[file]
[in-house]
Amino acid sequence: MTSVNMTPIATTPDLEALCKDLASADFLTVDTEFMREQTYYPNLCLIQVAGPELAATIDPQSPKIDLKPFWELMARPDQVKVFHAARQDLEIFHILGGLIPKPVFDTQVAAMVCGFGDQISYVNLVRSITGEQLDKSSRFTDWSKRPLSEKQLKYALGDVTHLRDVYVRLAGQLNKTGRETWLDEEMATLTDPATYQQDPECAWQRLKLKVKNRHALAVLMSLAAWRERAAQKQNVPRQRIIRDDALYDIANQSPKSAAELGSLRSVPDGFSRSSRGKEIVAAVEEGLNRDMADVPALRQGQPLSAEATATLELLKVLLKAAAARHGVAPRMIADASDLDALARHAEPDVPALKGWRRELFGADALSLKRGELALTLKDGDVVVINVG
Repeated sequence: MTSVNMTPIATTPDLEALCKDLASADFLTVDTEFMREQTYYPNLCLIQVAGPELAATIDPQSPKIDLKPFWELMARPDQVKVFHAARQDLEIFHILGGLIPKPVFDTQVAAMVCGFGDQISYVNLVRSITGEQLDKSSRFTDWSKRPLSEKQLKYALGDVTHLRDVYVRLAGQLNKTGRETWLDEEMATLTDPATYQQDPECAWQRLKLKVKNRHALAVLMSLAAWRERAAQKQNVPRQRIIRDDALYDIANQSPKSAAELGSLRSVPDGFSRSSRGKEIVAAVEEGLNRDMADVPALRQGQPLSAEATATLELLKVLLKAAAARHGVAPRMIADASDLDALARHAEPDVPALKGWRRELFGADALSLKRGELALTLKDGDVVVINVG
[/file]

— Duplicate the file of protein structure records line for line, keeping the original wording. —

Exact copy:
[in-house]
Amino acid sequence: MTSVNMTPIATTPDLEALCKDLASADFLTVDTEFMREQTYYPNLCLIQVAGPELAATIDPQSPKIDLKPFWELMARPDQVKVFHAARQDLEIFHILGGLIPKPVFDTQVAAMVCGFGDQISYVNLVRSITGEQLDKSSRFTDWSKRPLSEKQLKYALGDVTHLRDVYVRLAGQLNKTGRETWLDEEMATLTDPATYQQDPECAWQRLKLKVKNRHALAVLMSLAAWRERAAQKQNVPRQRIIRDDALYDIANQSPKSAAELGSLRSVPDGFSRSSRGKEIVAAVEEGLNRDMADVPALRQGQPLSAEATATLELLKVLLKAAAARHGVAPRMIADASDLDALARHAEPDVPALKGWRRELFGADALSLKRGELALTLKDGDVVVINVG
Repeated sequence: MTSVNMTPIATTPDLEALCKDLASADFLTVDTEFMREQTYYPNLCLIQVAGPELAATIDPQSPKIDLKPFWELMARPDQVKVFHAARQDLEIFHILGGLIPKPVFDTQVAAMVCGFGDQISYVNLVRSITGEQLDKSSRFTDWSKRPLSEKQLKYALGDVTHLRDVYVRLAGQLNKTGRETWLDEEMATLTDPATYQQDPECAWQRLKLKVKNRHALAVLMSLAAWRERAAQKQNVPRQRIIRDDALYDIANQSPKSAAELGSLRSVPDGFSRSSRGKEIVAAVEEGLNRDMADVPALRQGQPLSAEATATLELLKVLLKAAAARHGVAPRMIADASDLDALARHAEPDVPALKGWRRELFGADALSLKRGELALTLKDGDVVVINVG